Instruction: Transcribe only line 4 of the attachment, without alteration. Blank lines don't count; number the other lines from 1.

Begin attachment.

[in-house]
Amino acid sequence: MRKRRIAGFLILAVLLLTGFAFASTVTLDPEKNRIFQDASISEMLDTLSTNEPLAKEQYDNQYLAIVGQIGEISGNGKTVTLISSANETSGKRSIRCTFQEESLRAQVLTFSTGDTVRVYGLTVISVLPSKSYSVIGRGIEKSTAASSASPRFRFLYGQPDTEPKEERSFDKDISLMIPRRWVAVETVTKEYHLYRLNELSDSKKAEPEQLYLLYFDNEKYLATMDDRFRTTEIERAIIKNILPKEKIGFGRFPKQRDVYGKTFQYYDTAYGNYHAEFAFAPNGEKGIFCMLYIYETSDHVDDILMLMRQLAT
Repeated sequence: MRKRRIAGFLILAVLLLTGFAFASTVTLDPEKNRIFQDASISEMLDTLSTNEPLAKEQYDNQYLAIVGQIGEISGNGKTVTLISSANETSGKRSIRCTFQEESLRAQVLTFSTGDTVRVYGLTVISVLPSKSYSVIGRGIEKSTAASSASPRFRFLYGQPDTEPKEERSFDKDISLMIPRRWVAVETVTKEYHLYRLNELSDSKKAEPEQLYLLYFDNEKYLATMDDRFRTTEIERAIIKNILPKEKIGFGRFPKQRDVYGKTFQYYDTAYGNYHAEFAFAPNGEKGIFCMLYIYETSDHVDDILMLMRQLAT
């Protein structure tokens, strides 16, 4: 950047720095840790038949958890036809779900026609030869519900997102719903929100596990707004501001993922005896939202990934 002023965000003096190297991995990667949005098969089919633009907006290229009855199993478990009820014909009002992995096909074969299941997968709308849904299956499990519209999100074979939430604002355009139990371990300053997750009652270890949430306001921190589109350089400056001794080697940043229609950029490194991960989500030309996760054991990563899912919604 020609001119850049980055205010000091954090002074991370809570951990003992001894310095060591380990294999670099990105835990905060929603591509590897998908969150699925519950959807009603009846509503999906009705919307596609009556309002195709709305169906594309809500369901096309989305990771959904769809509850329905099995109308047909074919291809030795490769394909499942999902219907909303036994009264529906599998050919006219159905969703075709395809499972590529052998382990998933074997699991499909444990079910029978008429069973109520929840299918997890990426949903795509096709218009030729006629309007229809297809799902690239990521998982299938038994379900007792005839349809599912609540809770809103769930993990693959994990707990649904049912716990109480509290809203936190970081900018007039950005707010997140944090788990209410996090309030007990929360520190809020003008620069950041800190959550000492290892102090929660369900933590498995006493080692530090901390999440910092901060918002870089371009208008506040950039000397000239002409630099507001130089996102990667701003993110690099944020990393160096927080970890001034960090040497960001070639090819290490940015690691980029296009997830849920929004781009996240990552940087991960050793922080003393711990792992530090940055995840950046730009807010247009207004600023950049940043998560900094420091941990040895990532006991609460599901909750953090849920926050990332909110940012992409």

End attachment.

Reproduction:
């Protein structure tokens, strides 16, 4: 950047720095840790038949958890036809779900026609030869519900997102719903929100596990707004501001993922005896939202990934 002023965000003096190297991995990667949005098969089919633009907006290229009855199993478990009820014909009002992995096909074969299941997968709308849904299956499990519209999100074979939430604002355009139990371990300053997750009652270890949430306001921190589109350089400056001794080697940043229609950029490194991960989500030309996760054991990563899912919604 020609001119850049980055205010000091954090002074991370809570951990003992001894310095060591380990294999670099990105835990905060929603591509590897998908969150699925519950959807009603009846509503999906009705919307596609009556309002195709709305169906594309809500369901096309989305990771959904769809509850329905099995109308047909074919291809030795490769394909499942999902219907909303036994009264529906599998050919006219159905969703075709395809499972590529052998382990998933074997699991499909444990079910029978008429069973109520929840299918997890990426949903795509096709218009030729006629309007229809297809799902690239990521998982299938038994379900007792005839349809599912609540809770809103769930993990693959994990707990649904049912716990109480509290809203936190970081900018007039950005707010997140944090788990209410996090309030007990929360520190809020003008620069950041800190959550000492290892102090929660369900933590498995006493080692530090901390999440910092901060918002870089371009208008506040950039000397000239002409630099507001130089996102990667701003993110690099944020990393160096927080970890001034960090040497960001070639090819290490940015690691980029296009997830849920929004781009996240990552940087991960050793922080003393711990792992530090940055995840950046730009807010247009207004600023950049940043998560900094420091941990040895990532006991609460599901909750953090849920926050990332909110940012992409």